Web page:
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Will Northern Nigeria ever find peace?

The insecurity in Northern Nigeria today is not accidental. It is the product of a deliberate social decadence systemically incubated over time and became a way of life for society. The political leadership, the oligarchy and the proletariats accept the talakawa and almajiri’s poverty concept as God’s will. This has been the way of life for the North.

No nation in the world neglects its youth and expect to be at peace. The Almajiri system being practised in the entire Northern enclave was a nuclear bomb waiting to explode and is now exploding.

I predicted the present insecurity in the North 25 years ago when I was doing my national youth service (NYSC) in Borno State. I have traversed the North East, North West, North Central, and have witnessed the Almajiri phenomenon. My personal encounter with them remains scary till today. I remember telling people around me and even wrote an article about it in a national newspaper in 1998, warning that if the federal and northern state governments failed to find a quick fix to the Amajiri issue, the future would be bleak for the North and the nation at large. We are now in that future today.

In our NYSC Camp in Potiskum, Yobe State, the almajiris were allowed to invade the camp at will. The Military manning the gate were instructed to always open the gate for them especially in the afternoon when lunch was being served. Most afternoon, the authorities ensured we are served a local diet that the majority of the corps members (majorly from the Southern part of Nigeria) did not like (Brabiscu).

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The young boys, dirty, unkempt, trooped in with their plates in their hundreds. We had no choice than to give them the brabiscu as soon as we are served at the kitchen. We were always wondering about where they came from. When I couldn’t eat brabiscu, I would go to a restaurant in the Mammy Market in the camp to buy and eat better meal. There was a day I was in the restaurant eating. As I looked back to request for water, my plate of food was gone. I couldn’t believe my eyes when I peeped outside and saw 4 young almajiris eating my food hungrily without scruples. The restaurant owner quickly went on her knees begging me to leave them, warning that if I beat them, the consequence might be bloody. She had to serve me another plate of rice free.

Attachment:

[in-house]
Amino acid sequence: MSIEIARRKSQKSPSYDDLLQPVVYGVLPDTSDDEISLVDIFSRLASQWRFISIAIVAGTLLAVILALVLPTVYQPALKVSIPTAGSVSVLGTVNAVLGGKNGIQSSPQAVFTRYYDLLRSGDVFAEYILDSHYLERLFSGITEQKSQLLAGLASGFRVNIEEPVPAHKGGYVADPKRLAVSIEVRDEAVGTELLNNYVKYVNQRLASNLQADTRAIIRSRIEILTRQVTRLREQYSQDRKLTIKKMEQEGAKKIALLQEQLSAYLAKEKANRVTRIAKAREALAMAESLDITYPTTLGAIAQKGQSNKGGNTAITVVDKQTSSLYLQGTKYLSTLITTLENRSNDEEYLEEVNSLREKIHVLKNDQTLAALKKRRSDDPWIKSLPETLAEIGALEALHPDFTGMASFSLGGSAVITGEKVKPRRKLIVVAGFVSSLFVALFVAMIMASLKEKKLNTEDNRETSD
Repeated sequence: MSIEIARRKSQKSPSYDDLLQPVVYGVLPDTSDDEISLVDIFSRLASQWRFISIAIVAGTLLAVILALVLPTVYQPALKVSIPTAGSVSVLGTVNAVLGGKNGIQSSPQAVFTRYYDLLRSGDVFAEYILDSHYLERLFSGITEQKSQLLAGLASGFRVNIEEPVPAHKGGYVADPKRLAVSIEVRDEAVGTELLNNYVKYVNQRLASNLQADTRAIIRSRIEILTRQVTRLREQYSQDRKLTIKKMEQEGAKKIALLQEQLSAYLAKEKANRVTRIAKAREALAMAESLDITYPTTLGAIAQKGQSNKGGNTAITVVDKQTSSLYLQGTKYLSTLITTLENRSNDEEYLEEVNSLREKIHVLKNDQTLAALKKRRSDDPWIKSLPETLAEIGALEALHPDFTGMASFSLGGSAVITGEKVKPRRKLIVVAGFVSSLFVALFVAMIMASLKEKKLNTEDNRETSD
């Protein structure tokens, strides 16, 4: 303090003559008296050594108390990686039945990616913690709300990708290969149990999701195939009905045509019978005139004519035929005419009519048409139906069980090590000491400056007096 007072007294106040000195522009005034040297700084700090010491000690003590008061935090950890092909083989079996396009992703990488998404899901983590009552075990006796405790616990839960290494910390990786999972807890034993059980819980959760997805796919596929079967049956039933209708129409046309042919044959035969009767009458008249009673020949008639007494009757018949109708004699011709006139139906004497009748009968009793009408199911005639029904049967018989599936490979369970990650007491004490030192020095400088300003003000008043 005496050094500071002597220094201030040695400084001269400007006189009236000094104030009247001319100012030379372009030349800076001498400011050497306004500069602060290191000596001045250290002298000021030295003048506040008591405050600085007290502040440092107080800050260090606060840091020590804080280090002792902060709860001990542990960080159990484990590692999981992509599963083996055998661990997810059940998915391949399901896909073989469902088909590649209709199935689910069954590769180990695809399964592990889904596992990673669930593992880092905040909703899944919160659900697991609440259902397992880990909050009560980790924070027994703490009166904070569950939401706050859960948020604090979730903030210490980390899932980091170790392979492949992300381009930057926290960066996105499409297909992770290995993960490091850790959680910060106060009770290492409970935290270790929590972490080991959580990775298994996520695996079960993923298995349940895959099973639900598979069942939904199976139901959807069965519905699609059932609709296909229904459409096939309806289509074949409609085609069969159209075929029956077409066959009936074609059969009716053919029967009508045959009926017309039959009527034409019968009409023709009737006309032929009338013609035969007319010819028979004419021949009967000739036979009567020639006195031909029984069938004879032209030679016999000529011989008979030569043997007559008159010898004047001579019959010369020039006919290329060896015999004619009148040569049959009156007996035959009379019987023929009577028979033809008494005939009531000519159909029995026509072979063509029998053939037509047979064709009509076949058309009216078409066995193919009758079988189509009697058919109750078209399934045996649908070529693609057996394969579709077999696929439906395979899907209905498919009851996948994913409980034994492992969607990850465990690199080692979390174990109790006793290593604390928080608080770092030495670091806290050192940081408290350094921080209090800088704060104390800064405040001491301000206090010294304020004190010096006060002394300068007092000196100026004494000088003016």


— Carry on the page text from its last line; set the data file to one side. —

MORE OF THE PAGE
On another day, I had a near conflict encounter with a fellow corps member in same platoon over the almajiris that invaded the camp. He wanted to fight me because I shouted on some of the boys who were putting their mouth directly in the tap to drink water; same source of water for all the corps members in the camp. I reproached them to get a cup to fetch the water instead of putting mouth in the tap. But alas, my fellow corps member went wild telling me that we southerners always think we are better than them. He said President Muhammadu Buhari was once an almajiri before he was picked up and sponsored into the army; that he himself was an almajiri before he was picked up on the street and sponsored to school. He was so vexed in his spirit that he brought out knife from his jackboot, to the shock of everybody and I had to beat it.

How will you manage a situation where millions of children as young as 4 years are left by their insensible parents to go and survive by themselves on the streets where they are at the mercy of Islamic teachers who are ready to indoctrinate them with religious extremism? Unfortunately, this Islamic teachers become the only guardian they have; mould their faith by their own beliefs; provide food and sometimes shelter them under a tree in harsh weather. When there is nothing to feed them, they are sent to beg on the streets.

In other cases, the moment their polygamous father realises they are old enough to beg, he gives them plates and send them out to cater for themselves. They leave home at that early age, and become wild on the street. The children lack parental care and never know any family values.

From the streets, they form groups and move gregariously and menacingly about towns and cities. Some of them are groomed by radical Islamic scholars who radicalise them. Majority grow up and become enemies of the state; and social renegades to the society. Former Emir of Kano Sanusi Lamido Sanusi at various fora condemned this regional societal menace that breeds criminality.

Unfortunately, with Nigeria’s return to democracy in 1999, unscrupulous politicians found them as valuable human resource for political thuggery to rig elections and terrorize oppositions; they are cooked for criminality, armed with guns and machetes to kill, maim and destroy.

If northern leaders fail to find solution to the almajiri system, they will continue to breed banditry, kidnapping and all kinds of criminal acts and the region may never know peace. They must begin to invest in their people, start orientation campaigns about responsible parenting, family values, and come together as a region to re-invigorate the almajiri and nomadic education program started by former President Goodluck Jonathan.

Adetola Odusote is Director, Re-Ignite Public Affairs Limited, a strategy driven research- based solution provider in the Public Affairs space for businesses and governments in Nigeria.

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